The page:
According to Eastman, the real shift in popular perception began to take root in the late 1960s, when the idea that mere birth on American soil alone ensured citizen status. "I have challenged every person who has taken the opposite position to tell me what it was that led to this new notion," he said. "There's not an executive order. There's not a court decision. We just gradually started assuming that birth was enough."
Eastman attributes some of it to our nation's loss of an intrinsic understanding of the language that the framers of the 14th Amendment spoke and used in that era, ergo a century later the phrase "subject to the jurisdiction" has been watered down in the collective American consciousness to require little more than an adherence to traffic safety laws.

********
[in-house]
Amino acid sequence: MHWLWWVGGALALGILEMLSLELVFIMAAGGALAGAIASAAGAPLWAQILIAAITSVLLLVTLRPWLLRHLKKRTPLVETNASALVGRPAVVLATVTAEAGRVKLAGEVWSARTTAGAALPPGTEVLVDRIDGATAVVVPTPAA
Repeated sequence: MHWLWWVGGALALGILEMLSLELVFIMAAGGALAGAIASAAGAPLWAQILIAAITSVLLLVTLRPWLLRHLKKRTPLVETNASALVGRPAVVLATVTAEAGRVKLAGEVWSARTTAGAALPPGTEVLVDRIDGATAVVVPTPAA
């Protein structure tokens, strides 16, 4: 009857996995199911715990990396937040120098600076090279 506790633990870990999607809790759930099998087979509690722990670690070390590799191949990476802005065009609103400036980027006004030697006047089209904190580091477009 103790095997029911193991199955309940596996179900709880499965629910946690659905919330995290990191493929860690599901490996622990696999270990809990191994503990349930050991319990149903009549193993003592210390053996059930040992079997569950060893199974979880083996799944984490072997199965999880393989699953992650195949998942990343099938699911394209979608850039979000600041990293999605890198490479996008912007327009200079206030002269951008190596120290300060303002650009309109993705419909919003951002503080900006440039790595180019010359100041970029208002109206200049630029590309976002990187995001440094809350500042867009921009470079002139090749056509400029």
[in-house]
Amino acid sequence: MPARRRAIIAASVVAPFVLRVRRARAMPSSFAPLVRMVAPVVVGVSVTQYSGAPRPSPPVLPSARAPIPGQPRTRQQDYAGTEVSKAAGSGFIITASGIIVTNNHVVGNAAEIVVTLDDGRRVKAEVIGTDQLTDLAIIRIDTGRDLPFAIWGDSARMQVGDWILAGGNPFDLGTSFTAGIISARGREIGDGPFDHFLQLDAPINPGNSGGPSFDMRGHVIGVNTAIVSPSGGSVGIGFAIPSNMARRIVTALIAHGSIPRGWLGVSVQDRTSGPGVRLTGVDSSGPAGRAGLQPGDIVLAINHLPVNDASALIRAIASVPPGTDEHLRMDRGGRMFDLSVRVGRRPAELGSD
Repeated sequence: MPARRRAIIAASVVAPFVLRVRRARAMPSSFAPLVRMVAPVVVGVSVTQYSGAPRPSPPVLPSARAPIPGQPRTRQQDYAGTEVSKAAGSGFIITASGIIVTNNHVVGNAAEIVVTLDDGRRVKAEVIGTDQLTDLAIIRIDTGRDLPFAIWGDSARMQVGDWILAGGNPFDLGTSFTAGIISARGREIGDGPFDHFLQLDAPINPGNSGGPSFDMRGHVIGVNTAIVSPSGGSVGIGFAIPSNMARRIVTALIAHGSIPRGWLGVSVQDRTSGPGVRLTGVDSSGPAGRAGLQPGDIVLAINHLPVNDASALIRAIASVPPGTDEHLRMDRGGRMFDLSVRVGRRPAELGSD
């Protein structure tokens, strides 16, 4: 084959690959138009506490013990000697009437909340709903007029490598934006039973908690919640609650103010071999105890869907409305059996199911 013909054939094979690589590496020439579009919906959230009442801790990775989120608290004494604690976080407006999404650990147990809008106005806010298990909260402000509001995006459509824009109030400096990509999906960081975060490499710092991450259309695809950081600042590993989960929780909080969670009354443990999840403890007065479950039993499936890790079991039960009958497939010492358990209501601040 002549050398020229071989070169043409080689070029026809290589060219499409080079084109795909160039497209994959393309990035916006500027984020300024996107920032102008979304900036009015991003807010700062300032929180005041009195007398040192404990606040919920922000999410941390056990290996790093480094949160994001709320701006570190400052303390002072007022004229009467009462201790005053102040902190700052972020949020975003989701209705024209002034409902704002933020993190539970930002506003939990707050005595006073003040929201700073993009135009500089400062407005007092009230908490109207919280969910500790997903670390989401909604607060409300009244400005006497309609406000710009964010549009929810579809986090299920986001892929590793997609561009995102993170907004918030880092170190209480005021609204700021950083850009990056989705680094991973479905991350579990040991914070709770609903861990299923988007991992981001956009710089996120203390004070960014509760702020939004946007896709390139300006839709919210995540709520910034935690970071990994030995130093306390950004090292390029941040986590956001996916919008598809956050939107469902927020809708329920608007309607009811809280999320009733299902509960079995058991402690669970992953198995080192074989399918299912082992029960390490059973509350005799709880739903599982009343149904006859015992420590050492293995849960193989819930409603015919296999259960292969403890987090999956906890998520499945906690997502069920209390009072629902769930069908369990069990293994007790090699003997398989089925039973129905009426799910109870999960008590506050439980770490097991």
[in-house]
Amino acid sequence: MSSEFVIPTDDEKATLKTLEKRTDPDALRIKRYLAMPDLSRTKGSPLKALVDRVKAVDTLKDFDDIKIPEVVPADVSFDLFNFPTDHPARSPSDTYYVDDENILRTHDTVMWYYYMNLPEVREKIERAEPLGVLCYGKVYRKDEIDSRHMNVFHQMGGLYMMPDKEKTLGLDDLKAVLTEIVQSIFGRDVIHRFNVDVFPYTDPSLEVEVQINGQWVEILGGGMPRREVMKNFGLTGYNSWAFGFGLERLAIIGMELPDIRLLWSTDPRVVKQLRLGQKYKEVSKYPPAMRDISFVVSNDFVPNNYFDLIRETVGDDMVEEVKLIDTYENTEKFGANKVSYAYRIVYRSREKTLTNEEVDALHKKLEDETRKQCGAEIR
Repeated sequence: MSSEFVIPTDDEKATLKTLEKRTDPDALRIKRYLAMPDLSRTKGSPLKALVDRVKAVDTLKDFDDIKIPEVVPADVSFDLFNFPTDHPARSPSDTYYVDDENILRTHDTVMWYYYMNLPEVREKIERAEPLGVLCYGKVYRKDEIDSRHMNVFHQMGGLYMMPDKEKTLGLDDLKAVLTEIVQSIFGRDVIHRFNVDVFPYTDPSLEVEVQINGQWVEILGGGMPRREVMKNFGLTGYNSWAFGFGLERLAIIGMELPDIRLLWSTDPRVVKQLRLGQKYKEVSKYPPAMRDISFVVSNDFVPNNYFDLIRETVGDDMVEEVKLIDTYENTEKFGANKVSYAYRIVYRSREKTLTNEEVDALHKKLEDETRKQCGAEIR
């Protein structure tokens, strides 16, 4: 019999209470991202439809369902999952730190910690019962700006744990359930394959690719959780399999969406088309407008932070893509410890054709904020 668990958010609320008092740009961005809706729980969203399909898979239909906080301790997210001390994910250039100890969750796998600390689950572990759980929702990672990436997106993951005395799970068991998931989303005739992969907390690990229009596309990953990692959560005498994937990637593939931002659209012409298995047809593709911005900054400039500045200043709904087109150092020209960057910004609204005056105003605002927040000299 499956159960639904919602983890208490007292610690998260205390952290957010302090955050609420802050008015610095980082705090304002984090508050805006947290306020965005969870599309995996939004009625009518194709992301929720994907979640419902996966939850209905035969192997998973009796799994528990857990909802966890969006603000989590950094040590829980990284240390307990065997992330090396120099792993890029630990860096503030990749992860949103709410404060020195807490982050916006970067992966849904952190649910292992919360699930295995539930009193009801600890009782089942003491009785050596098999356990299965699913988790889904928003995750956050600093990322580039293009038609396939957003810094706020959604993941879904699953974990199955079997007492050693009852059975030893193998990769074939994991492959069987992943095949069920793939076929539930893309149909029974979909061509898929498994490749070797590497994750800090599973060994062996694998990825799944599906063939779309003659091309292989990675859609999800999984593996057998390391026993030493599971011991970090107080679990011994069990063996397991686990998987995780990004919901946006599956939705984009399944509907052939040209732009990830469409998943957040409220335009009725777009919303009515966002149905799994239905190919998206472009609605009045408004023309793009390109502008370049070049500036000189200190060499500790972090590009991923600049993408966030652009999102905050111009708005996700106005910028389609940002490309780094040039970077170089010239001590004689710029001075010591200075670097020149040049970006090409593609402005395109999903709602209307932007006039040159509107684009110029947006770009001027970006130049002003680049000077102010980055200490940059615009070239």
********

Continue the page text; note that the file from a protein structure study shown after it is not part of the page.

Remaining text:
In 2005, a Congressional hearing on "Dual Citizenship, Birthright Citizenship, and the Meaning of Sovereignty" was held before the House Subcommittee on Immigration, although it received scant media coverage. Dual citizenship, although now tolerated, is specifically disallowed by the oath of allegiance required for naturalizing citizens. Dr. Eastman's testimony at the hearing included the remark: "The notion that we can have dual allegiance, that we can expect some of our citizens to actually take up arms for countries that might one day be engaged in war against us means that now is the time to revisit this." None of the hearing participants affirmed that either birthright or dual citizenship were constitutional -- merely that both were commonly accepted practice. In light of the new controversial Arizona immigration law, one wonders how authorities will handle the illegals they round up if they are found to be parents of U.S. citizen children. Graglia wrote: